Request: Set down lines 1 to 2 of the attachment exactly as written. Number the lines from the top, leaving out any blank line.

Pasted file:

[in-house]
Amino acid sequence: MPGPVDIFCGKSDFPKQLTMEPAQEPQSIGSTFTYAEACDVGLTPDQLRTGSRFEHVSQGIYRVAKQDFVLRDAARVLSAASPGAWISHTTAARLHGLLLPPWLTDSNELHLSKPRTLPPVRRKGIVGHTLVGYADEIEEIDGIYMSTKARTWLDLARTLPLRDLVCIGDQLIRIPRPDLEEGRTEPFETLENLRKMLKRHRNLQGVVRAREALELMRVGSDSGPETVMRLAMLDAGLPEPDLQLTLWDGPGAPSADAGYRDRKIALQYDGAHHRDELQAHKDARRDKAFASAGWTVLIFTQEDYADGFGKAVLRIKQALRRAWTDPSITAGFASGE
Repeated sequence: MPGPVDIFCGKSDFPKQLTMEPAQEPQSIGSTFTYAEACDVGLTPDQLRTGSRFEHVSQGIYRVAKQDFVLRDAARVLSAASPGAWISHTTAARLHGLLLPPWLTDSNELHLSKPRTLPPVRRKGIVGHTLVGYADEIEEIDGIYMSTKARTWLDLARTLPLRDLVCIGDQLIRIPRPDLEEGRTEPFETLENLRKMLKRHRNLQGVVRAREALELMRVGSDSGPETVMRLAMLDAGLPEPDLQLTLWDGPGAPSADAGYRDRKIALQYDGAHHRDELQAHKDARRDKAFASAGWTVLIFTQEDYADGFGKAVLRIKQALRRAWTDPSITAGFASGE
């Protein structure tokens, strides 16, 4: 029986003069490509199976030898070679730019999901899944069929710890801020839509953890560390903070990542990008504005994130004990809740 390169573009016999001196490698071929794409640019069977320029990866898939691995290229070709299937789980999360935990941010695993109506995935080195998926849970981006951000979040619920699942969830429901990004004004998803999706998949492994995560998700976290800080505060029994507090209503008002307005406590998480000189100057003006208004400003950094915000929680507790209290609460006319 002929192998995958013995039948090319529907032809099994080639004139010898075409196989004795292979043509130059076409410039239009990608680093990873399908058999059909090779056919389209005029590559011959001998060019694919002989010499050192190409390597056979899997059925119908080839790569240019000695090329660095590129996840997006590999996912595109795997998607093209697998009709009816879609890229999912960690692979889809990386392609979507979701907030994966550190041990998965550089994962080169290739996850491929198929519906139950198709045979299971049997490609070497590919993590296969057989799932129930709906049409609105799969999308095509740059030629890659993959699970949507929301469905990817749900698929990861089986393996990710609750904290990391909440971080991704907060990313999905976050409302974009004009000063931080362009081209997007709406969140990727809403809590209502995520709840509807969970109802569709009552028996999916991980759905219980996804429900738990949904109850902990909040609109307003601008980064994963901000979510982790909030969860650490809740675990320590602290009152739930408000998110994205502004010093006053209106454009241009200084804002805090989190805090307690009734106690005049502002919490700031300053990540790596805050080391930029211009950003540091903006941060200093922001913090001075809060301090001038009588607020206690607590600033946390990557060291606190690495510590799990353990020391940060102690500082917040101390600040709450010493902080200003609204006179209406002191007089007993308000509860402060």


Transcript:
[in-house]
Amino acid sequence: MPGPVDIFCGKSDFPKQLTMEPAQEPQSIGSTFTYAEACDVGLTPDQLRTGSRFEHVSQGIYRVAKQDFVLRDAARVLSAASPGAWISHTTAARLHGLLLPPWLTDSNELHLSKPRTLPPVRRKGIVGHTLVGYADEIEEIDGIYMSTKARTWLDLARTLPLRDLVCIGDQLIRIPRPDLEEGRTEPFETLENLRKMLKRHRNLQGVVRAREALELMRVGSDSGPETVMRLAMLDAGLPEPDLQLTLWDGPGAPSADAGYRDRKIALQYDGAHHRDELQAHKDARRDKAFASAGWTVLIFTQEDYADGFGKAVLRIKQALRRAWTDPSITAGFASGE